"Hands in prayer position! Front of your mats, Tadasana, Mountain Pose!" Ocean roared. "Let's dedicate our practices to the pursuit of peace, happiness and our hottest bodies! Let's do this ladies!! Failure is not in our vocabulary so BRING THAT ENERGY!"
Then, like Michael Jackson cueing the beat of "The Way You Make Me Feel," she pointed her finger at me and commanded, "Hit it!"
I squealed slightly from the shock but quickly scratched in, well, "Ray of Light," because that seemed like the least horrifically inappropriate item I had at my disposal.
Ocean immediately shot me a glance that scanned as "not good Energy!" -- apparently she didn't like to party to Madonna's meditation phase as much as I do -- but commenced with her frenzy of asanas anyway. "Ok! Hands up! And bend! Hop back! And plank! Breath! Up-Dog, Down-Dog and Tadasana AND REPEAT!" She came across less like a spirit guide and more like a botoxed cheer captain trippin' balls on power and adderall.
Halfway through the 5th asana, Ocean pranced to the wall and flipped a switch to trigger a mass of neon concert-style lasers that began spewing multicolored beams scattershot across the room. It was at this moment that I realized she hadn't been kidding -- this wasn't like any yoga class I, or anyone else in the world, had ever witnessed before. In fact, it didn't even feel remotely like Alanis Morissette's "Thank U India" video.
"Faster, Adho Mukha Svasana, Urdhva Mukha Svasana, Energy!" As Ocean's instructions escalated in fearsome intensity and speed, so did the BPMs of my house-influenced Top 40 selections. Rihanna "Where Have You Been," Afrojack "Take Over Control," Pitbull "Hey Baby (Drop it to the Floor)." I mixed as quickly as my hands could carry me but this music just felt so wrong. I'm not exactly a yogi, but the chi of Pitbull is almost certainly not in alignment with that of Lotus pose.
Every few asana cycles, Ocean would mix her mandates with some guru-isms: "Do you see the self you COULD be ladies!? Are you failing her?? Reach for her! Breathe for her! Send her your ENERGY! Faster ladies, FASTER!" She also motioned emphatically toward me, gesturing up with her arms, which is the universal yogic mudra for "ENERGY," I guess. I began, per usual, to sweat. I was playing the fastest songs I knew. Did she want drum and bass?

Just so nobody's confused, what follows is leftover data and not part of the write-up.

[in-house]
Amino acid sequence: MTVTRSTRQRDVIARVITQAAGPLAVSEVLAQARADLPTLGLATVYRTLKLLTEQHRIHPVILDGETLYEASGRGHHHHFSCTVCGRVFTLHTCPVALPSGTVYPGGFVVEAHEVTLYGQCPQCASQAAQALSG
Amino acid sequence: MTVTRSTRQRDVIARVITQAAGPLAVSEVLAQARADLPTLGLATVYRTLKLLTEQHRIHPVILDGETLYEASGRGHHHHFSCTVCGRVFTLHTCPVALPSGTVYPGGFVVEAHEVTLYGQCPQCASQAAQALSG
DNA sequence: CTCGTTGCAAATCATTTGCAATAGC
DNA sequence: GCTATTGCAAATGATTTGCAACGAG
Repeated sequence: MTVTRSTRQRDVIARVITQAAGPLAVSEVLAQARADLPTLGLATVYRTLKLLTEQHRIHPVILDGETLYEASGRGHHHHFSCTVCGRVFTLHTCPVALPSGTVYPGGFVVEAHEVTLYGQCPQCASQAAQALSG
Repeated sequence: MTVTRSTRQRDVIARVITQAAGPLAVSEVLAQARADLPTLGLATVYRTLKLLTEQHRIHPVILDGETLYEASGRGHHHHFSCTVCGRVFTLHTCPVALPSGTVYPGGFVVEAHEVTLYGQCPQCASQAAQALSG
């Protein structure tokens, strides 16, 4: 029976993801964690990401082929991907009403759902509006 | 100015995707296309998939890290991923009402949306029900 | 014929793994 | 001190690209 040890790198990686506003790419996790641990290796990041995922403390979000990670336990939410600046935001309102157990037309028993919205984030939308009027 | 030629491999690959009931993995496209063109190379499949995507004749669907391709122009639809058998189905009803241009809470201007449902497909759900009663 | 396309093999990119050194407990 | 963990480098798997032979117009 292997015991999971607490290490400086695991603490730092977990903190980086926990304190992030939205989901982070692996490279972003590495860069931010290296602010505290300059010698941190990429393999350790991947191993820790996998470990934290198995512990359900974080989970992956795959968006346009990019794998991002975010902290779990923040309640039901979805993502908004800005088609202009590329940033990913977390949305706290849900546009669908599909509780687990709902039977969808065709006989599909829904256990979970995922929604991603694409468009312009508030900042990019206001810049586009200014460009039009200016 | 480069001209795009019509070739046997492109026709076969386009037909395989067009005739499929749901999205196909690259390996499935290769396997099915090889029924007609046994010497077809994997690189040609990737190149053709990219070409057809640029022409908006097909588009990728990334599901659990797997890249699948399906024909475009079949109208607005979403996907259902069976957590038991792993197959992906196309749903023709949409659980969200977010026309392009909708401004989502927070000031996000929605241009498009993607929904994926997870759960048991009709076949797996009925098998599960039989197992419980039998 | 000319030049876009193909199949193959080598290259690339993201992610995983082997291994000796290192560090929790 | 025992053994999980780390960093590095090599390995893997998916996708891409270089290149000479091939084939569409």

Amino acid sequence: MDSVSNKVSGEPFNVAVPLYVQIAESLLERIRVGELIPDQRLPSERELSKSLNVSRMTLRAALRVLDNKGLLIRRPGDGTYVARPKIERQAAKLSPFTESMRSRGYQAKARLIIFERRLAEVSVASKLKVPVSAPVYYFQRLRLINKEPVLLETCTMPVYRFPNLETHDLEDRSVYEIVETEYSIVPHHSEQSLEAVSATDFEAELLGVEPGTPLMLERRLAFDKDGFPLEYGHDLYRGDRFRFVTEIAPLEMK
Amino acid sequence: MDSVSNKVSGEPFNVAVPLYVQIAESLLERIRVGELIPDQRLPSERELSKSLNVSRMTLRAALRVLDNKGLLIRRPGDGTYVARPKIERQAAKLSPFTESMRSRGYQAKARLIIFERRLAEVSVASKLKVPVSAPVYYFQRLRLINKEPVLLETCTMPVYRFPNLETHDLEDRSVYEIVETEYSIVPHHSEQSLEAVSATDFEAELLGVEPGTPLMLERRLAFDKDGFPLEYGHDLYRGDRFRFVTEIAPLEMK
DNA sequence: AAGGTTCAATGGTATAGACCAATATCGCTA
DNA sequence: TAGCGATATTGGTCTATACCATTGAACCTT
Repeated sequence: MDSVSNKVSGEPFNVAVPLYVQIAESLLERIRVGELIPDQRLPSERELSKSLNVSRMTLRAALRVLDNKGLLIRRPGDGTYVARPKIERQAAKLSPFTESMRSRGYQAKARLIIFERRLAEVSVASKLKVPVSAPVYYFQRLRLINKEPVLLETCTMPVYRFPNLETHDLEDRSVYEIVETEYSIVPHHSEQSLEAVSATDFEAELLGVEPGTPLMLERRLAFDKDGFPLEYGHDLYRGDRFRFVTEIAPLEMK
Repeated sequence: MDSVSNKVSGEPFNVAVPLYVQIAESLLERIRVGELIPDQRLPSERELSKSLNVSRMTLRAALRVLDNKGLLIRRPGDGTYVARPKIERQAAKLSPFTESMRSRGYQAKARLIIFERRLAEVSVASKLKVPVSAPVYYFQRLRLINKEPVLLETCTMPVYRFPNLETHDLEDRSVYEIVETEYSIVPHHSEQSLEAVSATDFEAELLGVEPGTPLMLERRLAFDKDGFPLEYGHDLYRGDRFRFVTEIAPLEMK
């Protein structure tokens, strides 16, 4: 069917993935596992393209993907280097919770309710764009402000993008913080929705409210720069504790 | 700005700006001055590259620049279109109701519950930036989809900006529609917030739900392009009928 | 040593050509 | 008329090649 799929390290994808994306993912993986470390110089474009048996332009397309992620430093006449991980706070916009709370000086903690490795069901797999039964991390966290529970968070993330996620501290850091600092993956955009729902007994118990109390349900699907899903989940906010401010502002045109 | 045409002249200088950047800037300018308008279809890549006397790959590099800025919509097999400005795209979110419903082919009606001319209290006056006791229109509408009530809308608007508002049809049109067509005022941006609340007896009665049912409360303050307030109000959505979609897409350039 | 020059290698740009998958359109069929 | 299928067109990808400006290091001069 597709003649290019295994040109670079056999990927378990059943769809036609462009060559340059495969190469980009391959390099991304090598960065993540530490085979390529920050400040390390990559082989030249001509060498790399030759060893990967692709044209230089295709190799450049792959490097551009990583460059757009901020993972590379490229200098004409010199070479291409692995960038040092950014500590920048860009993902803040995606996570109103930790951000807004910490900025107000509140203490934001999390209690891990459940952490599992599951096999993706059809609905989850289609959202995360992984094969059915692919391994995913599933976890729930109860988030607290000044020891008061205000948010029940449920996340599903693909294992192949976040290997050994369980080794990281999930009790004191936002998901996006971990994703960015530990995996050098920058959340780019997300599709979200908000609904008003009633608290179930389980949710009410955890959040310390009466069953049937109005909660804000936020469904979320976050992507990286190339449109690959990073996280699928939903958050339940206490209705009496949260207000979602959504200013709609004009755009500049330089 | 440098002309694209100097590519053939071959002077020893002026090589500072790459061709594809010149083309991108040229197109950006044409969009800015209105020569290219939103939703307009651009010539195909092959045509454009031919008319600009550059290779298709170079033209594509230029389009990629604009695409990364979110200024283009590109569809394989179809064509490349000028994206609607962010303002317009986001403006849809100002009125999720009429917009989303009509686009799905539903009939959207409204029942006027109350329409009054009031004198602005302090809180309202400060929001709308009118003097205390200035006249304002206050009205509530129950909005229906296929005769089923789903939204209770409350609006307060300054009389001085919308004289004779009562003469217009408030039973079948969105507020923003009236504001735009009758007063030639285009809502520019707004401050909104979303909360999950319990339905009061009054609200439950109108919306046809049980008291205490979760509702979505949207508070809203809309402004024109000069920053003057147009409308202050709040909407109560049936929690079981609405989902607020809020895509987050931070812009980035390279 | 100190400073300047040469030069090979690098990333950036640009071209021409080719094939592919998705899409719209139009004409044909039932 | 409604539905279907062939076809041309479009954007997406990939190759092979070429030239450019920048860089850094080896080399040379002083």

As the hour pressed on, the room grew hotter and hormone levels surged. Women panted as the laser show swept across their moist, glistening faces. The bass caused Ocean's t-shirt display to tap against the wall with each thud. Ocean's pace was ceaseless and she appeared to have to absolutely regard for the shanti of anyone in the room. I locked eyes with one woman who seemed to plead silently, "help." Another had stopped following anything at all and lay weeping quietly in Child's pose.
I needed something radical. I needed to alter the hatha. I took a chance and mixed up the BPM rate while hoping I might still maintain that intangible ENERGY that only Ocean seemed to understand. I cued a trap remix of Pharrell's "Happy" hoping I could, by sheer force of Pharrell, will some happiness into existence and maybe, just maybe, save us all. At this point I was also, admittedly, just throwing musical spaghetti at the wall at this point and hoping something would stop Ocean from doing that terrifying arm motion at me.
Women gasped for air. I gasped for air. Lights swirled. Ocean shot lightning bolts from her fingertips. As I slowed the pace in one last stand for salvation, O shot me a restylane death stare. "Now ladies," she cackled through her headset, preparing to issue her next petrifying decree.
Then, as if Ganesha had seen us from above and declared "Enough, white lady!" a loud snap echoed across 2000 square feet of prime downtown real estate. We plunged into darkness, silence. Ocean shrieked.
Turns out, all of that ENERGY had blown the circuit breaker. Power out. Class over.
As I walked up East Broadway ten minutes later, I realized that maybe DJs are better off confined to our natural habitat, the Clurb, rather than barber shops and yoga classes. I also realized that along with brunch and trendy underwear shopping, Uptempo Rihanna remixes and yoga have absolutely no business together -- The energy at 120 BPMs always screamed more pilates than yoga to me, anyway.
I'm not sure what's become of Ocean or her trikana torture party palace but I can say this: The next week, I attended a DJ-less yoga class with my friend Jane. Chanting monks and sitar strumming via cassette tape provided the soundtrack. The energy was sublime.